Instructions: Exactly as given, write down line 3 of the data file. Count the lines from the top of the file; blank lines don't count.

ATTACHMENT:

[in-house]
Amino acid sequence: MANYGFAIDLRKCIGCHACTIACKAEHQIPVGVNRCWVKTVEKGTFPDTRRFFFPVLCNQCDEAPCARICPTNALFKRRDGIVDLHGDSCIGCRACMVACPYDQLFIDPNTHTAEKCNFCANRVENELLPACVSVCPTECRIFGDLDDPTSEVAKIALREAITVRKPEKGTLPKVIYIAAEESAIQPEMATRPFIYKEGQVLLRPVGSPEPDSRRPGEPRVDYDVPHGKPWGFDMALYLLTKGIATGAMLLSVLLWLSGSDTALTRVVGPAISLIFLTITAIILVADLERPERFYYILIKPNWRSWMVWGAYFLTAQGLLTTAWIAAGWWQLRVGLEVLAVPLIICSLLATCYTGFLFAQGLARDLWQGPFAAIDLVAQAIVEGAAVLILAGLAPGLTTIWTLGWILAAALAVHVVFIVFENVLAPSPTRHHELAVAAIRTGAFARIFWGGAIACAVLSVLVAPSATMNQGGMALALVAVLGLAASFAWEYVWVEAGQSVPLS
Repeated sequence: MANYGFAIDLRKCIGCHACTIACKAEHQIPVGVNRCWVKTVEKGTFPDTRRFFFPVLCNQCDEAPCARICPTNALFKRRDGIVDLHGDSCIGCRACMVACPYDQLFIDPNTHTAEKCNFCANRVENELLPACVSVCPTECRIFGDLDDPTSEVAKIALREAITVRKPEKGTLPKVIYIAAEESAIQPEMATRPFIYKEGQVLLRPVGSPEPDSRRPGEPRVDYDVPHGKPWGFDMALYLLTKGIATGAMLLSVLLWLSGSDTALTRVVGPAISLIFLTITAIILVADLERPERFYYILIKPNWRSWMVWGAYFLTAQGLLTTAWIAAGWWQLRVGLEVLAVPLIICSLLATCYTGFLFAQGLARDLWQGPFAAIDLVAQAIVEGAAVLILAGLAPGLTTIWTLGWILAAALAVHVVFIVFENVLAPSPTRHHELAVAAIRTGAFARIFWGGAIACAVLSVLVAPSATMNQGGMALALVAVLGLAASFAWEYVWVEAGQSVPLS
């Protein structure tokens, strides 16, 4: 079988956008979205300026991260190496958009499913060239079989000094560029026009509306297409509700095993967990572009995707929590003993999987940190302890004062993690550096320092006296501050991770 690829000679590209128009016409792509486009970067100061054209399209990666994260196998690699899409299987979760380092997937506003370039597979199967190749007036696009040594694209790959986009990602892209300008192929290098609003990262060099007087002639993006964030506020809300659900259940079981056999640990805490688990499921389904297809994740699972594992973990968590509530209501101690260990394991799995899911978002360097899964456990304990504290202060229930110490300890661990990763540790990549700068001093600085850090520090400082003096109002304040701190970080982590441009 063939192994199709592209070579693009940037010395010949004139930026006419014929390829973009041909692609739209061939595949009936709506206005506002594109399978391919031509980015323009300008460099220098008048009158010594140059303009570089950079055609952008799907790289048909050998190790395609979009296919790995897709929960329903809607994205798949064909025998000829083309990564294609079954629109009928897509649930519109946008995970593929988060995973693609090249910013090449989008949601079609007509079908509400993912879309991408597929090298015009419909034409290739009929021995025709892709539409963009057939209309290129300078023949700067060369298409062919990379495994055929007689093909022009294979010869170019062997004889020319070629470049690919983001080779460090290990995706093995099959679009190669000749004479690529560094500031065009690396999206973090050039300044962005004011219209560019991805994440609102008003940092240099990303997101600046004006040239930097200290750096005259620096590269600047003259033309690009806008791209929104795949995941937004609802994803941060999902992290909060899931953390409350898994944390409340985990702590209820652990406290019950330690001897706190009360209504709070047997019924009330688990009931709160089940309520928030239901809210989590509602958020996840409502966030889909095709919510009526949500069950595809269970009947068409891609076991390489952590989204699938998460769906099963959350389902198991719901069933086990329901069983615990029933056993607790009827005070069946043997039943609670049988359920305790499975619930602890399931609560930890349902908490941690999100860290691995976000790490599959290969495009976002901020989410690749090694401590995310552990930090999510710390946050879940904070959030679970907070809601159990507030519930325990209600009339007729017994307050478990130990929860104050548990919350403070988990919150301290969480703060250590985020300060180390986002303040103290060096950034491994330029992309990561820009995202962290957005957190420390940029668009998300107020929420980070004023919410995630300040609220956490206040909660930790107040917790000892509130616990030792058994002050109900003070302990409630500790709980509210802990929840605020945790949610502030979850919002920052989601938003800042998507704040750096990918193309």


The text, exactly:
Repeated sequence: MANYGFAIDLRKCIGCHACTIACKAEHQIPVGVNRCWVKTVEKGTFPDTRRFFFPVLCNQCDEAPCARICPTNALFKRRDGIVDLHGDSCIGCRACMVACPYDQLFIDPNTHTAEKCNFCANRVENELLPACVSVCPTECRIFGDLDDPTSEVAKIALREAITVRKPEKGTLPKVIYIAAEESAIQPEMATRPFIYKEGQVLLRPVGSPEPDSRRPGEPRVDYDVPHGKPWGFDMALYLLTKGIATGAMLLSVLLWLSGSDTALTRVVGPAISLIFLTITAIILVADLERPERFYYILIKPNWRSWMVWGAYFLTAQGLLTTAWIAAGWWQLRVGLEVLAVPLIICSLLATCYTGFLFAQGLARDLWQGPFAAIDLVAQAIVEGAAVLILAGLAPGLTTIWTLGWILAAALAVHVVFIVFENVLAPSPTRHHELAVAAIRTGAFARIFWGGAIACAVLSVLVAPSATMNQGGMALALVAVLGLAASFAWEYVWVEAGQSVPLS